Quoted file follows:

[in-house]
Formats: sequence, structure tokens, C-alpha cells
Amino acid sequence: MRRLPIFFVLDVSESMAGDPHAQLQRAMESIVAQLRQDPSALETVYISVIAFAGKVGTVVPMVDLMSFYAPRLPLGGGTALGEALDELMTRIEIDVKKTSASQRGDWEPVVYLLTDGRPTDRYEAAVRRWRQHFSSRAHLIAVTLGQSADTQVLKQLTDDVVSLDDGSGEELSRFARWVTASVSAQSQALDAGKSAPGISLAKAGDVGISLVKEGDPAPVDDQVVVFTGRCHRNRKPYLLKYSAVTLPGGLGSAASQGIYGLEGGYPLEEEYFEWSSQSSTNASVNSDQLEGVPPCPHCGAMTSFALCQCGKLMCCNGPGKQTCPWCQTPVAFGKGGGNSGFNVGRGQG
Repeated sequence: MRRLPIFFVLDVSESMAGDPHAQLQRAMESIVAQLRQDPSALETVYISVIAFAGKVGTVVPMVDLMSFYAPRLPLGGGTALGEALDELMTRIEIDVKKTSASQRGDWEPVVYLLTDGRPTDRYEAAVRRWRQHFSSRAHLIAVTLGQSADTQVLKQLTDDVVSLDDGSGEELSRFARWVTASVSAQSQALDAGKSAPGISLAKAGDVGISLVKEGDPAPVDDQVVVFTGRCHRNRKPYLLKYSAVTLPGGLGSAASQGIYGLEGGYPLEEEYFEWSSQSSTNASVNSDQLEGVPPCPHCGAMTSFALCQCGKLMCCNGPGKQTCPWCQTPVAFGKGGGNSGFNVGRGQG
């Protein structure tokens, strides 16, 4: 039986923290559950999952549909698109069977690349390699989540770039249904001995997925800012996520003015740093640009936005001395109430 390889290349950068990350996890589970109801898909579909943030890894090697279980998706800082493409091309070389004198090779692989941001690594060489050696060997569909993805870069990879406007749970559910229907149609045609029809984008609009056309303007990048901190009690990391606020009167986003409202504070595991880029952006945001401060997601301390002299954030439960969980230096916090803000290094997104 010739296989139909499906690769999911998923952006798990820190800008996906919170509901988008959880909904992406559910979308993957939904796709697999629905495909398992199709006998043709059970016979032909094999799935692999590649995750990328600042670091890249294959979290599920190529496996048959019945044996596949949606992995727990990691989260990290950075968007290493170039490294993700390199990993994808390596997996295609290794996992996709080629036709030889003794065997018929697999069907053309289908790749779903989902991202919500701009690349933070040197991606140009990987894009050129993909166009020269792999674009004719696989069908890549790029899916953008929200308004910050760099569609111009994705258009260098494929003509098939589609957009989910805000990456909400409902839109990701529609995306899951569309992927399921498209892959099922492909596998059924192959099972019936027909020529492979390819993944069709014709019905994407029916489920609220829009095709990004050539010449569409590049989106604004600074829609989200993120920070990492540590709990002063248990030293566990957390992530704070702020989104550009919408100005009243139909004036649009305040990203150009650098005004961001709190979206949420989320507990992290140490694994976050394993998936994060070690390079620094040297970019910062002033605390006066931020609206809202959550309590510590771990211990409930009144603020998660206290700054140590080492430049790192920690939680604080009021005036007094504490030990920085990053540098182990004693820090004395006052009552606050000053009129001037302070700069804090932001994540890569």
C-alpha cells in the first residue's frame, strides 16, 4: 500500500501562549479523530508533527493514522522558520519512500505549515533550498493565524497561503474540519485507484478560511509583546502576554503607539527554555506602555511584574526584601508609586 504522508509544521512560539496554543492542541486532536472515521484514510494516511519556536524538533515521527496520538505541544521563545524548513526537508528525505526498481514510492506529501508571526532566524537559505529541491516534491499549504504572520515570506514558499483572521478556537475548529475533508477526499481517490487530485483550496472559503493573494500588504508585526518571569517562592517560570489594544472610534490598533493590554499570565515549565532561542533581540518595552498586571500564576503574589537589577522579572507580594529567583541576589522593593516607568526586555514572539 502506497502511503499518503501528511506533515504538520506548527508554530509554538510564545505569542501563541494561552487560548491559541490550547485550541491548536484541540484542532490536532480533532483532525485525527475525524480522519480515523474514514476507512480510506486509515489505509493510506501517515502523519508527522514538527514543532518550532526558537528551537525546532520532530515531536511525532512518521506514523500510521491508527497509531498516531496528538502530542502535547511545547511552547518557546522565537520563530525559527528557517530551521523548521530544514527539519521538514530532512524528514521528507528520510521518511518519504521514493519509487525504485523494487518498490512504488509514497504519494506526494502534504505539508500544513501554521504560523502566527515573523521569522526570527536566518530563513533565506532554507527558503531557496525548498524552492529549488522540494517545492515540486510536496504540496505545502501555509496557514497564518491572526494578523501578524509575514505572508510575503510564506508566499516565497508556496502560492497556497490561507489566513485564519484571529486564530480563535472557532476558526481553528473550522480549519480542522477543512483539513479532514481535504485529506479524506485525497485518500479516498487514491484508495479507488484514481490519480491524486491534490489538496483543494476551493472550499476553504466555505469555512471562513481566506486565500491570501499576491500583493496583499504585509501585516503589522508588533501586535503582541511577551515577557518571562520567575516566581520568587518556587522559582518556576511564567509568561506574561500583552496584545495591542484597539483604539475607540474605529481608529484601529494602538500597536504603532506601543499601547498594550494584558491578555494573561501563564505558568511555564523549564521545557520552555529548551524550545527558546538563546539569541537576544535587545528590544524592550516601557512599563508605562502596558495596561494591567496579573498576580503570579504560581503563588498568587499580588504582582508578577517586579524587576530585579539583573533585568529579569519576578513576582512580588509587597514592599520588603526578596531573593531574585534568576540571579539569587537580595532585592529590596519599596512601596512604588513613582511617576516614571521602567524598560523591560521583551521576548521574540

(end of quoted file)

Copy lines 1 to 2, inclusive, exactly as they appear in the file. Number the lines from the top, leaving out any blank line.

[in-house]
Formats: sequence, structure tokens, C-alpha cells